Think Progress summarizes the efforts by Republicans to cut back on spending on the arts under the cover of economic hard times.
After Republican proposals to eliminate the National Endowment for the Arts and the National Endowment for the Humanities died in Congress this year, it might have seemed like there was a momentary lull in the fight over public funding for the arts. But at the state level, Republican governors and Republican-dominated legislatures are using difficult economic times as an excuse to slash the budgets of arts agencies and public broadcasters, or to try to eliminate them entirely.
In five states, Republican governors or legislatures have proposed either dismantling arts agencies or entirely eliminating some of their funding streams.
Those states include Kansas, where Gov. Sam Brownback (R) issued an executive order basically eliminating the Kansas Art Commission which, among other things, supports the William Inge Theatre Festival. The Kansas State Legislature overrode the executive order, but the governor plans another attack this month.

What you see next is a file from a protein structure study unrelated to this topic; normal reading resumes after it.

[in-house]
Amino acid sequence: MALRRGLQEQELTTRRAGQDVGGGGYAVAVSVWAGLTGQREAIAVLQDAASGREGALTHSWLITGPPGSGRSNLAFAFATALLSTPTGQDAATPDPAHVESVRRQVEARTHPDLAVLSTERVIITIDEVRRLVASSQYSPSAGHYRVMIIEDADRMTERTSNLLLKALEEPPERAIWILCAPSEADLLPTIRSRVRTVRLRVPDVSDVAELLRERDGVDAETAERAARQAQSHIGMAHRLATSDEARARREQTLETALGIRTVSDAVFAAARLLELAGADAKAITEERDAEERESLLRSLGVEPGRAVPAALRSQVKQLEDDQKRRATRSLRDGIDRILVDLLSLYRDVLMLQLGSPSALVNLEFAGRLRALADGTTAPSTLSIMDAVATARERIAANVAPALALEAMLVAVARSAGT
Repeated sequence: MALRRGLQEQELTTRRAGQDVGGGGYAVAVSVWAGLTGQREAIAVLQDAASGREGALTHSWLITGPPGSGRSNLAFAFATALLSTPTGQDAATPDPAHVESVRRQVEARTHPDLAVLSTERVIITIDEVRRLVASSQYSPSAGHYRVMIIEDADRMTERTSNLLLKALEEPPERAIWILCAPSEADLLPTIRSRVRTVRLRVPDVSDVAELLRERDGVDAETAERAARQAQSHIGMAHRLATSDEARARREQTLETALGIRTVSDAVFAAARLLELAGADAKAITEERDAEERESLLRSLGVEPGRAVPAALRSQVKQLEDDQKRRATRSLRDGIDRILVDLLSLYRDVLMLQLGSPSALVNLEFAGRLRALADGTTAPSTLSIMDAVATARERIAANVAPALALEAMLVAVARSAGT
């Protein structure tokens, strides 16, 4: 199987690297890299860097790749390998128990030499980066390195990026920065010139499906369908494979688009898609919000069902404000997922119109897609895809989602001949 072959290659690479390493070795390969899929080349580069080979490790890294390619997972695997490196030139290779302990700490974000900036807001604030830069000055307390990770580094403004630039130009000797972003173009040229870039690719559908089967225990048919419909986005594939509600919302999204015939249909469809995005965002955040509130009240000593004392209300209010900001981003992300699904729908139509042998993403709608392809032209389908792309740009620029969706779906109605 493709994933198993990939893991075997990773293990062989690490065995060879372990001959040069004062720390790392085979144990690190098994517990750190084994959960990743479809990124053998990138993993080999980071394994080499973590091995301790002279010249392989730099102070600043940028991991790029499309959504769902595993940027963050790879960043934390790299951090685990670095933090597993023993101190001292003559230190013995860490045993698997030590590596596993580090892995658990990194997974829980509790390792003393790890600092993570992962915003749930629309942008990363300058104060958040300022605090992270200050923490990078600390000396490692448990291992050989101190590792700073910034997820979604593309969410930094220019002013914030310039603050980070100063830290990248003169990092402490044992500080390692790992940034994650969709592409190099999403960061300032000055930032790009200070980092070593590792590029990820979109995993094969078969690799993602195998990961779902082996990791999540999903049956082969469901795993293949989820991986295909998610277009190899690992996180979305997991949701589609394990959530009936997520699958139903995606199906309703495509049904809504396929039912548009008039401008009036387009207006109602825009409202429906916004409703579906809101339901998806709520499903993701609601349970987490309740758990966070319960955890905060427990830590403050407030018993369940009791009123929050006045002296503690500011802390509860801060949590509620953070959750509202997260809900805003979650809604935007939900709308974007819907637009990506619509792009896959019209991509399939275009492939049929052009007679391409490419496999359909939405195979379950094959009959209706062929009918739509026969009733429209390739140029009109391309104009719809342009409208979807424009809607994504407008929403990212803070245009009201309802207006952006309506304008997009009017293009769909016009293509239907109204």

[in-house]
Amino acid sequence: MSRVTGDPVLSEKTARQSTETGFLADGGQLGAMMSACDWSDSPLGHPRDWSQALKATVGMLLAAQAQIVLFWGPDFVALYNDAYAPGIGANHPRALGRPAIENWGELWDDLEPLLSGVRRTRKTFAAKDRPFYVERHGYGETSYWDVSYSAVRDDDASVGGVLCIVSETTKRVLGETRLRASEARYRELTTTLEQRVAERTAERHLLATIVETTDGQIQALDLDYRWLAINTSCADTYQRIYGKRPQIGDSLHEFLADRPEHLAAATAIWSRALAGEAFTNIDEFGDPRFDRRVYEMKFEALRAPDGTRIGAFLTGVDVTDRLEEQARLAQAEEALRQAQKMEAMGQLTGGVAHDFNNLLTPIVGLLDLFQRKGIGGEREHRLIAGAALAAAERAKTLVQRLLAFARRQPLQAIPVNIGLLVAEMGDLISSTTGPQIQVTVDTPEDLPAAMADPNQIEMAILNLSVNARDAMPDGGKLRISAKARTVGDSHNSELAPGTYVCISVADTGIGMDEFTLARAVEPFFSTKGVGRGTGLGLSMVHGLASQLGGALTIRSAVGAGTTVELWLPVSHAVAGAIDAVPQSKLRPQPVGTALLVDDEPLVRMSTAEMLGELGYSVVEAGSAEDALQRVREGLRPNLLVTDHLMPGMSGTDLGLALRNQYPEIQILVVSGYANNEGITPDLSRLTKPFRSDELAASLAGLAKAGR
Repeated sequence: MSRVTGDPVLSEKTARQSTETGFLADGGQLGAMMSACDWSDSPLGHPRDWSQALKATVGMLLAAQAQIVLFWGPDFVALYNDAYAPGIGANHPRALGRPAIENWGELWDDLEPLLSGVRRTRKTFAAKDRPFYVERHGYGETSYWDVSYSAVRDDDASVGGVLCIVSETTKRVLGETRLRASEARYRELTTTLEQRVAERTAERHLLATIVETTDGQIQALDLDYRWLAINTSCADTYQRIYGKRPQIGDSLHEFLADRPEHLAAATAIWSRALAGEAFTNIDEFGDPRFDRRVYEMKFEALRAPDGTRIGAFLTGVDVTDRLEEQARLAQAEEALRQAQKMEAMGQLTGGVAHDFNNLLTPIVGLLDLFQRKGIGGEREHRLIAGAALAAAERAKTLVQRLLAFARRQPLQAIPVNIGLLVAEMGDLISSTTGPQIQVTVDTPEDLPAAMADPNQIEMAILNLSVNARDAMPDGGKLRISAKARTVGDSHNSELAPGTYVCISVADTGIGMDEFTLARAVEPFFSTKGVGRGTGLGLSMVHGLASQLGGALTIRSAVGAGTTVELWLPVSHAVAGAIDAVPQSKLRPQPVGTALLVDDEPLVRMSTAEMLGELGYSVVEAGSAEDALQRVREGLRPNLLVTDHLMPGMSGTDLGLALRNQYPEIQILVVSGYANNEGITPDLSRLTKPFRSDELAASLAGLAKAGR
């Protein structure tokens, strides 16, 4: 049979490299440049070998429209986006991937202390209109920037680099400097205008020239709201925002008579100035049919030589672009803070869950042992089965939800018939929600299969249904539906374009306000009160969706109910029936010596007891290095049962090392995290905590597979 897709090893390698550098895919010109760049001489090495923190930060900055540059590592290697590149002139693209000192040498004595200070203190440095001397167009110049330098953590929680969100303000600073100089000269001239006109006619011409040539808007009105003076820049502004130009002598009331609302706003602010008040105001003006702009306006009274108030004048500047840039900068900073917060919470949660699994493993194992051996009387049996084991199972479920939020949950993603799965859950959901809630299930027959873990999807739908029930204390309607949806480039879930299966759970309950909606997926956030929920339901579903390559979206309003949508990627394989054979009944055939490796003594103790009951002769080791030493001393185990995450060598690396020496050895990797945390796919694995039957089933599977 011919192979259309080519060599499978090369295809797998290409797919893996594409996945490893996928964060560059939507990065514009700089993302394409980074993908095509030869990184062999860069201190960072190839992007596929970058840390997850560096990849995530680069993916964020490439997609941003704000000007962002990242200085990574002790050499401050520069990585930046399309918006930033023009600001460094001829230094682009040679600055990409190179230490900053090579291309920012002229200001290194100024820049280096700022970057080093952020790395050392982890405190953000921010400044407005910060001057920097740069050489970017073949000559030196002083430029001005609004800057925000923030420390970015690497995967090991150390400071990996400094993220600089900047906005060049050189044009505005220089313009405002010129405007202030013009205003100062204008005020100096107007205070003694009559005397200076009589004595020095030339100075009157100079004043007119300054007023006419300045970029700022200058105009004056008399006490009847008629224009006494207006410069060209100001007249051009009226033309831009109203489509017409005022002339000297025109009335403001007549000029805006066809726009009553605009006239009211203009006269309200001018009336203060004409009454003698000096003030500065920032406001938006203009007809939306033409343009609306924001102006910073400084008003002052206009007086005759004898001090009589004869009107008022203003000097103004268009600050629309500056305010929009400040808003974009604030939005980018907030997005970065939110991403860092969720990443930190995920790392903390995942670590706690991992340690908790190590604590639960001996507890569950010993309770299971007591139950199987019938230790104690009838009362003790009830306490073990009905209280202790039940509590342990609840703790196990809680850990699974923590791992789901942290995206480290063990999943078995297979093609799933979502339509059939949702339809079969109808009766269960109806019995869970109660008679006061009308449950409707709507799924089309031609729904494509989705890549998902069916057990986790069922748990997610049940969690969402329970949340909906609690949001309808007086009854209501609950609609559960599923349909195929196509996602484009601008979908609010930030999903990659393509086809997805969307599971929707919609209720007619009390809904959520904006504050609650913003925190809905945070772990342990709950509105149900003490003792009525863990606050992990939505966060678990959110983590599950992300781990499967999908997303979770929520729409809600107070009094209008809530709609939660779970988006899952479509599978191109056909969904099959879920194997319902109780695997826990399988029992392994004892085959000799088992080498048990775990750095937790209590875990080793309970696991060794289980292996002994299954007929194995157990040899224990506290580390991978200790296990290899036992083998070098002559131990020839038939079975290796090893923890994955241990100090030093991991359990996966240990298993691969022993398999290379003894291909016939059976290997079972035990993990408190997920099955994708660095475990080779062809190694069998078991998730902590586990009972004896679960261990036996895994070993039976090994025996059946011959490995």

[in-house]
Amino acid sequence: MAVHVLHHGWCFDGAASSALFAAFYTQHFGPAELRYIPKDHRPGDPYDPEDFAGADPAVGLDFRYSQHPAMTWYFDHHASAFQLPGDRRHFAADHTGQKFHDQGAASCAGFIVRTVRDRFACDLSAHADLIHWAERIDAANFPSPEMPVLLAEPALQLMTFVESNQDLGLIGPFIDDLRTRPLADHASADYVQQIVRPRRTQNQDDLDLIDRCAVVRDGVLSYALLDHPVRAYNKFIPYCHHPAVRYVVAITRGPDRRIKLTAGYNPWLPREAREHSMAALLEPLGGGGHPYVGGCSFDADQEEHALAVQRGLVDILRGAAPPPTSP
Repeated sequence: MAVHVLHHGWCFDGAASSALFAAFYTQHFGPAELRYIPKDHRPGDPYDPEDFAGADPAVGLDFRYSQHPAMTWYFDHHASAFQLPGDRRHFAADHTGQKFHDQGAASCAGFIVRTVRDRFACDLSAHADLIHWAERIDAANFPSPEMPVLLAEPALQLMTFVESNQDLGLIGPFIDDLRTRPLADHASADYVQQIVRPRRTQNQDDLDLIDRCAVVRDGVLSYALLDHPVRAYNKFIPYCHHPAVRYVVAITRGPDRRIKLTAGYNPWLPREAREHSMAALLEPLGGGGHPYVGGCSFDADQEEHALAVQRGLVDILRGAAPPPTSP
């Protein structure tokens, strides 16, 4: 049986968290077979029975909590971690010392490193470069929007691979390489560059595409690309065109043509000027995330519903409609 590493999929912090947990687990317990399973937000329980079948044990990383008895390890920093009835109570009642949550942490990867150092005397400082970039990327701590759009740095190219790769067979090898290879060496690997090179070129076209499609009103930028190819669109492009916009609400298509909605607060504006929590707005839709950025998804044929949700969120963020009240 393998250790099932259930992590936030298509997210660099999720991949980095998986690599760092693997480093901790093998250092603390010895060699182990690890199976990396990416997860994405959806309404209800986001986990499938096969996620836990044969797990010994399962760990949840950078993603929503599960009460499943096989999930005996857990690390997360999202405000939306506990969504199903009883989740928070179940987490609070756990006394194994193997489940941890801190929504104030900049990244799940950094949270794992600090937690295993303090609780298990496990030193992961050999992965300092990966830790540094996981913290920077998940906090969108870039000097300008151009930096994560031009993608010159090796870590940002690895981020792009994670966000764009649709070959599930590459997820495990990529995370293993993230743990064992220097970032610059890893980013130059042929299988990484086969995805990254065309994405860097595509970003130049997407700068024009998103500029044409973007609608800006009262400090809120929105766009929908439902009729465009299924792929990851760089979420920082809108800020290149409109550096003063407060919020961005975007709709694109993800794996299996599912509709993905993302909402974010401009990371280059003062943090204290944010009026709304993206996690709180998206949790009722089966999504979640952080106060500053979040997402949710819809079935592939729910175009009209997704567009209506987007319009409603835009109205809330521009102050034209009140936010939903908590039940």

I may not be the most objective witness, but it’s hard to see that cutting back funding for the arts isn’t just a budget tactic; it’s another skirmish in the culture war. Conservatives argue that the state shouldn’t pay for things like theatre or art galleries, and they always go after arts and music classes in the public schools first thing when they’re cutting back on funding. The subtext is that the arts are for liberals and riddled with gay people, and we don’t need to be teaching that in the public schools. (But Dog forbid that anyone suggests cutting back on football — that would be un-American. If you’re going to cut sports, go after girls’ volleyball.)
The real threat of arts education is that it makes people think. And if they’re thinking, they’re going to be examining ideas and philosophies. It makes them look beyond what they see and hear and explore such dangerous things as self-expression and individuality. And we all know what that leads to.